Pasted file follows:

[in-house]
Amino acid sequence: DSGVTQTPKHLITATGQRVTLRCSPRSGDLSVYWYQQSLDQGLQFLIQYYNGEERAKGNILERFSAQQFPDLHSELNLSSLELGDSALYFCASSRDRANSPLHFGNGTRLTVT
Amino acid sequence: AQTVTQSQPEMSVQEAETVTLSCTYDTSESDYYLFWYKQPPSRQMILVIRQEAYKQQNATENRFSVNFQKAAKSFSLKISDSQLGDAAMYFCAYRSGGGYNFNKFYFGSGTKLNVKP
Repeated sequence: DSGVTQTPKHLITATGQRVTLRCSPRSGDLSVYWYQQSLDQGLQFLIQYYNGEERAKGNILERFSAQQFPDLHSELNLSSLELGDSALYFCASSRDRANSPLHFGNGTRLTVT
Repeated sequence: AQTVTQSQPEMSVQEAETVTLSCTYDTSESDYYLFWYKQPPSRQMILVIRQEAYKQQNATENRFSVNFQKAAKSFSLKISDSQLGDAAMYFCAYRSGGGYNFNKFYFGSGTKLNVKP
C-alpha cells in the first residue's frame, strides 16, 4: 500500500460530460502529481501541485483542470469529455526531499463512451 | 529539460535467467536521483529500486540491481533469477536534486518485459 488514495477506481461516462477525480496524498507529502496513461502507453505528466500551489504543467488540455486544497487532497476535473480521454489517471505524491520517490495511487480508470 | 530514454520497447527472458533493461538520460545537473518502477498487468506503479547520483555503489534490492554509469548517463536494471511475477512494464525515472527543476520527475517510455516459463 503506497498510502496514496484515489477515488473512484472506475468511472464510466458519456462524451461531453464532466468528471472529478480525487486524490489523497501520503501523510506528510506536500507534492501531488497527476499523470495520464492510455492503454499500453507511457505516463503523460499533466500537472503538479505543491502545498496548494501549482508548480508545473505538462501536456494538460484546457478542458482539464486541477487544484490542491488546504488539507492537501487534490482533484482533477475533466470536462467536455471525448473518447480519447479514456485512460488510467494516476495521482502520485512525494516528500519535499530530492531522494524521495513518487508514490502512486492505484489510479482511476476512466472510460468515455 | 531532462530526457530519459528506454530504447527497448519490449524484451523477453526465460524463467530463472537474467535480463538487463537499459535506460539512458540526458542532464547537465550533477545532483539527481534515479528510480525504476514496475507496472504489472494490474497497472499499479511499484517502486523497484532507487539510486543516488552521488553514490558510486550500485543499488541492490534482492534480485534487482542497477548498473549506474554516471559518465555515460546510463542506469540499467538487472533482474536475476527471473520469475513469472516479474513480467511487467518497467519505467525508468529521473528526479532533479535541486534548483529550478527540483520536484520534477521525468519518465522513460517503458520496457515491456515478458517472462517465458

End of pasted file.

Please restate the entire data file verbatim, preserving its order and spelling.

[in-house]
Amino acid sequence: DSGVTQTPKHLITATGQRVTLRCSPRSGDLSVYWYQQSLDQGLQFLIQYYNGEERAKGNILERFSAQQFPDLHSELNLSSLELGDSALYFCASSRDRANSPLHFGNGTRLTVT
Amino acid sequence: AQTVTQSQPEMSVQEAETVTLSCTYDTSESDYYLFWYKQPPSRQMILVIRQEAYKQQNATENRFSVNFQKAAKSFSLKISDSQLGDAAMYFCAYRSGGGYNFNKFYFGSGTKLNVKP
Repeated sequence: DSGVTQTPKHLITATGQRVTLRCSPRSGDLSVYWYQQSLDQGLQFLIQYYNGEERAKGNILERFSAQQFPDLHSELNLSSLELGDSALYFCASSRDRANSPLHFGNGTRLTVT
Repeated sequence: AQTVTQSQPEMSVQEAETVTLSCTYDTSESDYYLFWYKQPPSRQMILVIRQEAYKQQNATENRFSVNFQKAAKSFSLKISDSQLGDAAMYFCAYRSGGGYNFNKFYFGSGTKLNVKP
C-alpha cells in the first residue's frame, strides 16, 4: 500500500460530460502529481501541485483542470469529455526531499463512451 | 529539460535467467536521483529500486540491481533469477536534486518485459 488514495477506481461516462477525480496524498507529502496513461502507453505528466500551489504543467488540455486544497487532497476535473480521454489517471505524491520517490495511487480508470 | 530514454520497447527472458533493461538520460545537473518502477498487468506503479547520483555503489534490492554509469548517463536494471511475477512494464525515472527543476520527475517510455516459463 503506497498510502496514496484515489477515488473512484472506475468511472464510466458519456462524451461531453464532466468528471472529478480525487486524490489523497501520503501523510506528510506536500507534492501531488497527476499523470495520464492510455492503454499500453507511457505516463503523460499533466500537472503538479505543491502545498496548494501549482508548480508545473505538462501536456494538460484546457478542458482539464486541477487544484490542491488546504488539507492537501487534490482533484482533477475533466470536462467536455471525448473518447480519447479514456485512460488510467494516476495521482502520485512525494516528500519535499530530492531522494524521495513518487508514490502512486492505484489510479482511476476512466472510460468515455 | 531532462530526457530519459528506454530504447527497448519490449524484451523477453526465460524463467530463472537474467535480463538487463537499459535506460539512458540526458542532464547537465550533477545532483539527481534515479528510480525504476514496475507496472504489472494490474497497472499499479511499484517502486523497484532507487539510486543516488552521488553514490558510486550500485543499488541492490534482492534480485534487482542497477548498473549506474554516471559518465555515460546510463542506469540499467538487472533482474536475476527471473520469475513469472516479474513480467511487467518497467519505467525508468529521473528526479532533479535541486534548483529550478527540483520536484520534477521525468519518465522513460517503458520496457515491456515478458517472462517465458